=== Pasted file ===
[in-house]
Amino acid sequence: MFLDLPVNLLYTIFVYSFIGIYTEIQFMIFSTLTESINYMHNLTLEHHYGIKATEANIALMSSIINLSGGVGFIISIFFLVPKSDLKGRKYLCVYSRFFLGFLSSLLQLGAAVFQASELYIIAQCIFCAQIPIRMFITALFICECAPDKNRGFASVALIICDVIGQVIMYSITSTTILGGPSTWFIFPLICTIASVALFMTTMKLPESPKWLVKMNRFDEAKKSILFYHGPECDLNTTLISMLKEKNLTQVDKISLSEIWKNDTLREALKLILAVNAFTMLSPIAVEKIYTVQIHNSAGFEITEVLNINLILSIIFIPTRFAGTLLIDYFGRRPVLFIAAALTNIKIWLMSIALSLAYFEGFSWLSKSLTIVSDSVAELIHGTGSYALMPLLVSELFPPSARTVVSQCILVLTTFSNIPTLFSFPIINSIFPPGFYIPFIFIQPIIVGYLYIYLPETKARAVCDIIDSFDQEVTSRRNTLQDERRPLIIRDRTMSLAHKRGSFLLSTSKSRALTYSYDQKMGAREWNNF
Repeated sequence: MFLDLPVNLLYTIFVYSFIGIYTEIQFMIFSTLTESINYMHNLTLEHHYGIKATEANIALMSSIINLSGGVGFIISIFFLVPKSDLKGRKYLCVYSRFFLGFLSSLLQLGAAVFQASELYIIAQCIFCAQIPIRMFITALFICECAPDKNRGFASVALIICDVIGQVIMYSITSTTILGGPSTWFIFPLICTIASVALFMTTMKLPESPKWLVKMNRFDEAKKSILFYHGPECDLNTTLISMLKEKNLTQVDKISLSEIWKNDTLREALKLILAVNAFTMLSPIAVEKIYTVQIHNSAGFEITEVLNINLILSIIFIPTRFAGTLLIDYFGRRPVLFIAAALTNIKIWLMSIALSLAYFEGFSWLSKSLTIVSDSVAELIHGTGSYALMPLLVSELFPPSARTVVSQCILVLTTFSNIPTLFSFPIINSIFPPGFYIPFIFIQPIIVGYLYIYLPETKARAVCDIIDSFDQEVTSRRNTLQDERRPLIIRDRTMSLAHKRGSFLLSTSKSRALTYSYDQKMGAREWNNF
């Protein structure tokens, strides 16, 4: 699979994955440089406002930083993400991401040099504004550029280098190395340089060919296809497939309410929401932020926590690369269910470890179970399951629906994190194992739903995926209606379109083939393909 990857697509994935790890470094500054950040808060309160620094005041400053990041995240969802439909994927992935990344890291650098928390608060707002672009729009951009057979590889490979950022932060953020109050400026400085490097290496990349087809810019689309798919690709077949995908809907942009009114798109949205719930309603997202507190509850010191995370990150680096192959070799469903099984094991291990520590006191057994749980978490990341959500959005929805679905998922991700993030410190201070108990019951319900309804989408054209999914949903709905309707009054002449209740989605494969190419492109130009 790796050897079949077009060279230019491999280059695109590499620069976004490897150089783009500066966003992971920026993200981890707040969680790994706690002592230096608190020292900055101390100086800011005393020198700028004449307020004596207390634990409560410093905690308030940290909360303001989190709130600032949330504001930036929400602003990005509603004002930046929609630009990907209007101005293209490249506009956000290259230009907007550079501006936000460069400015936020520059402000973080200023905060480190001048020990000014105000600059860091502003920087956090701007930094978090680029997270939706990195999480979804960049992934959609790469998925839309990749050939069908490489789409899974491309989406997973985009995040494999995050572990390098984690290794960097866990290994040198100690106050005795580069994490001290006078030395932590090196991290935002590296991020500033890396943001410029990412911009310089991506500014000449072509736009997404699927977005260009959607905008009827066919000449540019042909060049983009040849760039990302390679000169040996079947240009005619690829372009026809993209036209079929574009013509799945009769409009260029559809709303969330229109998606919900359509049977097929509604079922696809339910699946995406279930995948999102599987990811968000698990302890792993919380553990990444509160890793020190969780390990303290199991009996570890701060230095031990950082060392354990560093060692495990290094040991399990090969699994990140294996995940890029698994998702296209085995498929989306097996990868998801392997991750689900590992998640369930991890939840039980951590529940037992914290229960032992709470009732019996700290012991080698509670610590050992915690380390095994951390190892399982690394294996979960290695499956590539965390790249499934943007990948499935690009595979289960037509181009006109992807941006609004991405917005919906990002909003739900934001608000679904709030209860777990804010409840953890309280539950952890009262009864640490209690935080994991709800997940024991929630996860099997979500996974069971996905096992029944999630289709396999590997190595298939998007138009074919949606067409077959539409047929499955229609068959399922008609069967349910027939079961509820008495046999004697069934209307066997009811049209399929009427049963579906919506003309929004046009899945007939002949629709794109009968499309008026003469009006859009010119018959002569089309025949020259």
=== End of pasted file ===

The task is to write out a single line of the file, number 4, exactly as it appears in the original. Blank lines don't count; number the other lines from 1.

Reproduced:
């Protein structure tokens, strides 16, 4: 699979994955440089406002930083993400991401040099504004550029280098190395340089060919296809497939309410929401932020926590690369269910470890179970399951629906994190194992739903995926209606379109083939393909 990857697509994935790890470094500054950040808060309160620094005041400053990041995240969802439909994927992935990344890291650098928390608060707002672009729009951009057979590889490979950022932060953020109050400026400085490097290496990349087809810019689309798919690709077949995908809907942009009114798109949205719930309603997202507190509850010191995370990150680096192959070799469903099984094991291990520590006191057994749980978490990341959500959005929805679905998922991700993030410190201070108990019951319900309804989408054209999914949903709905309707009054002449209740989605494969190419492109130009 790796050897079949077009060279230019491999280059695109590499620069976004490897150089783009500066966003992971920026993200981890707040969680790994706690002592230096608190020292900055101390100086800011005393020198700028004449307020004596207390634990409560410093905690308030940290909360303001989190709130600032949330504001930036929400602003990005509603004002930046929609630009990907209007101005293209490249506009956000290259230009907007550079501006936000460069400015936020520059402000973080200023905060480190001048020990000014105000600059860091502003920087956090701007930094978090680029997270939706990195999480979804960049992934959609790469998925839309990749050939069908490489789409899974491309989406997973985009995040494999995050572990390098984690290794960097866990290994040198100690106050005795580069994490001290006078030395932590090196991290935002590296991020500033890396943001410029990412911009310089991506500014000449072509736009997404699927977005260009959607905008009827066919000449540019042909060049983009040849760039990302390679000169040996079947240009005619690829372009026809993209036209079929574009013509799945009769409009260029559809709303969330229109998606919900359509049977097929509604079922696809339910699946995406279930995948999102599987990811968000698990302890792993919380553990990444509160890793020190969780390990303290199991009996570890701060230095031990950082060392354990560093060692495990290094040991399990090969699994990140294996995940890029698994998702296209085995498929989306097996990868998801392997991750689900590992998640369930991890939840039980951590529940037992914290229960032992709470009732019996700290012991080698509670610590050992915690380390095994951390190892399982690394294996979960290695499956590539965390790249499934943007990948499935690009595979289960037509181009006109992807941006609004991405917005919906990002909003739900934001608000679904709030209860777990804010409840953890309280539950952890009262009864640490209690935080994991709800997940024991929630996860099997979500996974069971996905096992029944999630289709396999590997190595298939998007138009074919949606067409077959539409047929499955229609068959399922008609069967349910027939079961509820008495046999004697069934209307066997009811049209399929009427049963579906919506003309929004046009899945007939002949629709794109009968499309008026003469009006859009010119018959002569089309025949020259």